This past week marked the 20th anniversary of the release of Goodfellas, and to mark the occasion, GQ put together an awesome oral history of the film cobbled together from interviews with the stars, cast, and crew. Being the good Italian that I am, I read the entire thing while grabbing my crotch and stirring the Sunday gravy. My girlfriend tried to put too many onions in there, so I yelled “Wassa matta wit you!” and slapped her upside the head.
Anyway, I urge you to read the whole thing, but here are some highlights:
Madonna almost played Henry Hill’s wife.
Producer Irwin Winkler says “Tom Cruise was discussed” to play the lead (among others).
“Ray Liotta: All I heard was that the studio wanted somebody else—’What about this?’ ‘What about Eddie Murphy?'”
“Scorsese: Ray approached me in the lobby and the bodyguards moved toward him, and he had an interesting way of reacting, which was he held his ground, but made them understand he was no threat. I liked his behavior at that moment, and I saw, Oh, he understands that kind of situation. That’s something you wouldn’t have to explain to him.”
DeNiro’s part almost went to John Malkovich.
“John Malkovich: It sort of came at a bad time in my life, when I wasn’t feeling well and didn’t want to think about working. It’s hard to explain why you end up in Eragon and not GoodFellas. But De Niro is fantastic.”
The “how am I funny scene” wasn’t in the original script. It was based on something that had actually happened to Joe Pesci.
“Scorsese: When I asked Joe to be in the film, he didn’t want to do it. We went up to my apartment, and he said, ‘Let me tell you a couple of stories. If you could find a place for this sort of thing, then I think we could make it special.'”
“Liotta: Joe was working at some restaurant in the Bronx or Brooklyn. He said to some wiseguy, ‘You’re funny,’ and the guy kind of turned it on him.”
“Screenwriter Nicholas Pileggi: I’ve maybe even gotten awards from people because of that unbelievable scene, that I, quote, “wrote.” I never wrote that scene! I had no idea about that scene!”
“Liotta: Nick Pileggi gave me I don’t know how many hours of cassettes of himself interviewing Henry Hill, and I would listen to them continuously. Henry would be telling what happened, and it was so casual: “Oh, yeah, and then this one got whacked.” The whole time he’s eating potato chips, talking with food in his mouth.”
“Pileggi: You could have given Marty and me all the drugs in Malibu, we could not have made up that dialogue.”
The Copacabana tracking shot was partially a pissing contest with DePalma
“Larry McConkey (Steadicam operator): The impression I had when Marty walked us through the Copacabana shot was that this is going to be the most boring, worst thing I’ve ever done. We’re walking across the street, down the stairs, down a hallway, in the kitchen…. What is this shot about?”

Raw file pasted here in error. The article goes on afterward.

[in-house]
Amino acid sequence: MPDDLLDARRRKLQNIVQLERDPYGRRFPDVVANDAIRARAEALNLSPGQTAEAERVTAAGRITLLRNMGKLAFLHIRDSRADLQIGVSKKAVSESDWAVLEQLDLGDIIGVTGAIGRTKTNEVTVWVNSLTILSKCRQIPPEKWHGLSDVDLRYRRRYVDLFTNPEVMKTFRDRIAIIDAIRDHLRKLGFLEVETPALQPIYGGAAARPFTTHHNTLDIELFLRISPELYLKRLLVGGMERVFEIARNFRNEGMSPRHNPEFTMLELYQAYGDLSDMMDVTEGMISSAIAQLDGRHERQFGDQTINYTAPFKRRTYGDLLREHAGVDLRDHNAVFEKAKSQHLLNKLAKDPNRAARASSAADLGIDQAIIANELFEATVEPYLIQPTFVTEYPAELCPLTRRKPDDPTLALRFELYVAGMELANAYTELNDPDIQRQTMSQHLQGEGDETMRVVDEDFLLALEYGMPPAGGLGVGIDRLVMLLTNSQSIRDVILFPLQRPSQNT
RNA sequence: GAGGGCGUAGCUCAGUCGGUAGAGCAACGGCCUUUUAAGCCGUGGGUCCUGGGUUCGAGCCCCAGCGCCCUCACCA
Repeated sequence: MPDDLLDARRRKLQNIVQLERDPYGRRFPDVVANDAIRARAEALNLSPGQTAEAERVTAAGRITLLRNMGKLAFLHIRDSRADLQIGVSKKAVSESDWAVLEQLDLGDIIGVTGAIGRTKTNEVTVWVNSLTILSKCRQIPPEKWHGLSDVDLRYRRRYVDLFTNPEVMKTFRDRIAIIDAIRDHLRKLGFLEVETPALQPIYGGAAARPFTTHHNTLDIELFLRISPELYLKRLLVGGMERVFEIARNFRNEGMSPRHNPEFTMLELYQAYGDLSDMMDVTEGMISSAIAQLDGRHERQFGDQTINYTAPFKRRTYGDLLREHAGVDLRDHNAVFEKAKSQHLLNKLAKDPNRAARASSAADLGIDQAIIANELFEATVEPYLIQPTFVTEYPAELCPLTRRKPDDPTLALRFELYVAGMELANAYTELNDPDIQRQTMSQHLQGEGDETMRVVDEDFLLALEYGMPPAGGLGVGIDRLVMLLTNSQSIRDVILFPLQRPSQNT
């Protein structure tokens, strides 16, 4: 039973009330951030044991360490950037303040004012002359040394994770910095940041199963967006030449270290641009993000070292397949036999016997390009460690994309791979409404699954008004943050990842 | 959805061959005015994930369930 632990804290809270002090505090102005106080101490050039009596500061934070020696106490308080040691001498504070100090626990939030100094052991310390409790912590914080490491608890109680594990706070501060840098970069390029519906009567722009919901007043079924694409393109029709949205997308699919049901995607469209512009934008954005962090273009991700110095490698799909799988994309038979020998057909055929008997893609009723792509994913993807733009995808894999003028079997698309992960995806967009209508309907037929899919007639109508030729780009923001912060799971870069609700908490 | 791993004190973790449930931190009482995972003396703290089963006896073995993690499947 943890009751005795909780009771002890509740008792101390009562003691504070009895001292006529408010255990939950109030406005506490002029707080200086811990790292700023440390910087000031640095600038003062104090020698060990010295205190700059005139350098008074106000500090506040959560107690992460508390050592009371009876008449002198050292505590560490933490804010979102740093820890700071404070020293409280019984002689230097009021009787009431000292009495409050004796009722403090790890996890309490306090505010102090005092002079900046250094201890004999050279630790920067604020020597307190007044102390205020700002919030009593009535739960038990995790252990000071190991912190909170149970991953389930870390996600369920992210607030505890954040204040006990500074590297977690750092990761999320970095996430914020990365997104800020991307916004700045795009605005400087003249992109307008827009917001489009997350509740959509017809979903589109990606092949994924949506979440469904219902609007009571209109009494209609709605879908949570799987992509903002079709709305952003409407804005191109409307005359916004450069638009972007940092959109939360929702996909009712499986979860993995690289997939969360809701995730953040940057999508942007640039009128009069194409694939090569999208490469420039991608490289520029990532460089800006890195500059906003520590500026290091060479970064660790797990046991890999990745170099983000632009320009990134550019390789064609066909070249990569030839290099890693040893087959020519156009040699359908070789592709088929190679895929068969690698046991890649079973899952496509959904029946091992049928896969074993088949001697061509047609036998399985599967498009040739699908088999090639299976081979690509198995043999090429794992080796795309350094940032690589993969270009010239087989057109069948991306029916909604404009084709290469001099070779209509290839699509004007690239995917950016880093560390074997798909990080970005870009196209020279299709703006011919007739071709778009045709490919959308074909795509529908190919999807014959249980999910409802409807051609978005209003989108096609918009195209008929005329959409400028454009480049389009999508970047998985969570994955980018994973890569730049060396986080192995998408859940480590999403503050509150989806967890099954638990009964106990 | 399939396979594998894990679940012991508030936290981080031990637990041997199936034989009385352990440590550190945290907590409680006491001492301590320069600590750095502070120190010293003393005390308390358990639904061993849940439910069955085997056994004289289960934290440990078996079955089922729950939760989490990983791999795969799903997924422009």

“Illeana Douglas: They didn’t know that the Copacabana tracking shot was going to be such a big deal. It wasn’t like, ‘Okay, we’re going to do the greatest Steadicam shot in history.'”
“Douglas: Brian De Palma had just done this incredibly long Steadicam shot in The Untouchables, and Marty said it would be funny to try to do it one minute longer than De Palma’s. The world perceives this as “Oh, the Copacabana scene!” But what it really is, is directors behind the scenes having fun f*cking with each other.”
Shockingly, test audiences didn’t like it. It’s surprising, because unemployed people who go to movie screenings in the middle of the day on weekdays are usually so smart.
“Barbara De Fina (producer): The previews were scary. By the time Spider gets killed, the audience would get angry. The audience wanted to go back to having fun. The movie was taking them someplace they weren’t sure they wanted to go. A lot of people didn’t like the part when he was on drugs; it would agitate them. At one point, we wound up hiding in a bowling alley because the audience was so angry. One guy wrote F*CK YOU all over the comment card.
“Pileggi: They had the screening in Southern California for an audience of Orange County, white, conservative people. They started seeing people getting shot in the trunks of cars and guys stabbed and about seventy people walked out. The Warner Bros. bosses were sitting there, they said, “Holy sh*t. We’ve got a bad movie. We’ve got problems.”
“Pileggi: Bob just wore the rating agency down. Meanwhile, marketing says, “Seventy walkouts? What are we doing?” As a result, we were supposed to open in maybe 2,000 movie theaters. We opened in about 1,000. And they can put your movie in an A theater or they can put it in a B theater with fewer seats, a grungier place. They really thought they had a bomb.”
Great stuff. In any case, it’s a shame Tom Cruise never got to play Henry Hill, since he’s always going home and get his shine box (in order to reach the higher shelves at the supermarket).